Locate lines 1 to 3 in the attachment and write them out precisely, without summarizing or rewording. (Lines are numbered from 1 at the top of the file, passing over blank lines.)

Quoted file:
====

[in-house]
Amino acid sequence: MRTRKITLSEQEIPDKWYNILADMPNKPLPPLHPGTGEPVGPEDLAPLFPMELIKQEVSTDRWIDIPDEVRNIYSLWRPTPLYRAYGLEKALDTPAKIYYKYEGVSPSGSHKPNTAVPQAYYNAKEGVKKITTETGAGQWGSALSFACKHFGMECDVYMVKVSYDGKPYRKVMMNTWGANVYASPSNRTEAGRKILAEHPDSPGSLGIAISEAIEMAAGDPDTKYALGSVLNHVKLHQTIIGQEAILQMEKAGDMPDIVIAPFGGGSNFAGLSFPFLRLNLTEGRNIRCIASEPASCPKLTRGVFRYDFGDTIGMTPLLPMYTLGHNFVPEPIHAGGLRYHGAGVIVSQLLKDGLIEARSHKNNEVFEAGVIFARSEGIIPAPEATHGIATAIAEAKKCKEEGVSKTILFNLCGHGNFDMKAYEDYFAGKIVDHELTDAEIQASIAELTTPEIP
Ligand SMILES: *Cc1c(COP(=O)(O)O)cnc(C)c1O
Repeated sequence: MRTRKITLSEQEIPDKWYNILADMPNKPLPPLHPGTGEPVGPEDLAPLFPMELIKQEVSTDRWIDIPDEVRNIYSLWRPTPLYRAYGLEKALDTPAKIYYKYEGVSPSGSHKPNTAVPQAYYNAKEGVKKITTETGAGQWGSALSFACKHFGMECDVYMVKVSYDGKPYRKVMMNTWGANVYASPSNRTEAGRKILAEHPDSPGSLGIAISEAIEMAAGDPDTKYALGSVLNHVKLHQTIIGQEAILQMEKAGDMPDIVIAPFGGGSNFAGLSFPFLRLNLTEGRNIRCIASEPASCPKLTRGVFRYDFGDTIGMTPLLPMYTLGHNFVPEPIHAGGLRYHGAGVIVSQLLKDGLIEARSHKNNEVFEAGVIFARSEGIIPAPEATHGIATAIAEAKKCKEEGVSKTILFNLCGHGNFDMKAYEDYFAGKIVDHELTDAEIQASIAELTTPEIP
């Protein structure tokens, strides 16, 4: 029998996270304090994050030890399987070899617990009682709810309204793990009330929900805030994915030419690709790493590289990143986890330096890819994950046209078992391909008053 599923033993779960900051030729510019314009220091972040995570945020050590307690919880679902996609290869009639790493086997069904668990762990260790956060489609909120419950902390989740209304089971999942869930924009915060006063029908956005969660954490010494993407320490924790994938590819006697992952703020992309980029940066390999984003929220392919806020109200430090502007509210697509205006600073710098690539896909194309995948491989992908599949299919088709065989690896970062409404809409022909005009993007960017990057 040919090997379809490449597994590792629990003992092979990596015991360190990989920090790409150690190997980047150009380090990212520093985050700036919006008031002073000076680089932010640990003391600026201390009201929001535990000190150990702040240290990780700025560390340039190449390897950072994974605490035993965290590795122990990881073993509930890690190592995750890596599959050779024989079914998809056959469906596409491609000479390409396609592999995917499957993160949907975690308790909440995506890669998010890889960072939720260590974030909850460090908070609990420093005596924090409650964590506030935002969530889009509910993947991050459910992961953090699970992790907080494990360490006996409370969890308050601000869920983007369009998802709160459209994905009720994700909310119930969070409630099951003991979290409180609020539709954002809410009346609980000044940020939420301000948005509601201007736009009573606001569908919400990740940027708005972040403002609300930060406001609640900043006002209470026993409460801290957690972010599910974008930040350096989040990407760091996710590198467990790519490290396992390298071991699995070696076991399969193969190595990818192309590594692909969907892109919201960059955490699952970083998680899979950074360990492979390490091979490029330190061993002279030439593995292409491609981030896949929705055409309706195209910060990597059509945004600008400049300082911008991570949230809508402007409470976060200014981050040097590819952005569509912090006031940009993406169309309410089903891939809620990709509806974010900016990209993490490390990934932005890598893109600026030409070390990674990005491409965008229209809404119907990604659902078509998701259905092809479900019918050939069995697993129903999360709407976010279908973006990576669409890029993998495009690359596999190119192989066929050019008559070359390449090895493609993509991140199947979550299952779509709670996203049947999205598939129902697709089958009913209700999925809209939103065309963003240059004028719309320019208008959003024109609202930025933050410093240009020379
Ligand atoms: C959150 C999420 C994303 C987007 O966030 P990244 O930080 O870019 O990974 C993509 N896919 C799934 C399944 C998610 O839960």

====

[in-house]
Amino acid sequence: MRTRKITLSEQEIPDKWYNILADMPNKPLPPLHPGTGEPVGPEDLAPLFPMELIKQEVSTDRWIDIPDEVRNIYSLWRPTPLYRAYGLEKALDTPAKIYYKYEGVSPSGSHKPNTAVPQAYYNAKEGVKKITTETGAGQWGSALSFACKHFGMECDVYMVKVSYDGKPYRKVMMNTWGANVYASPSNRTEAGRKILAEHPDSPGSLGIAISEAIEMAAGDPDTKYALGSVLNHVKLHQTIIGQEAILQMEKAGDMPDIVIAPFGGGSNFAGLSFPFLRLNLTEGRNIRCIASEPASCPKLTRGVFRYDFGDTIGMTPLLPMYTLGHNFVPEPIHAGGLRYHGAGVIVSQLLKDGLIEARSHKNNEVFEAGVIFARSEGIIPAPEATHGIATAIAEAKKCKEEGVSKTILFNLCGHGNFDMKAYEDYFAGKIVDHELTDAEIQASIAELTTPEIP
Ligand SMILES: *Cc1c(COP(=O)(O)O)cnc(C)c1O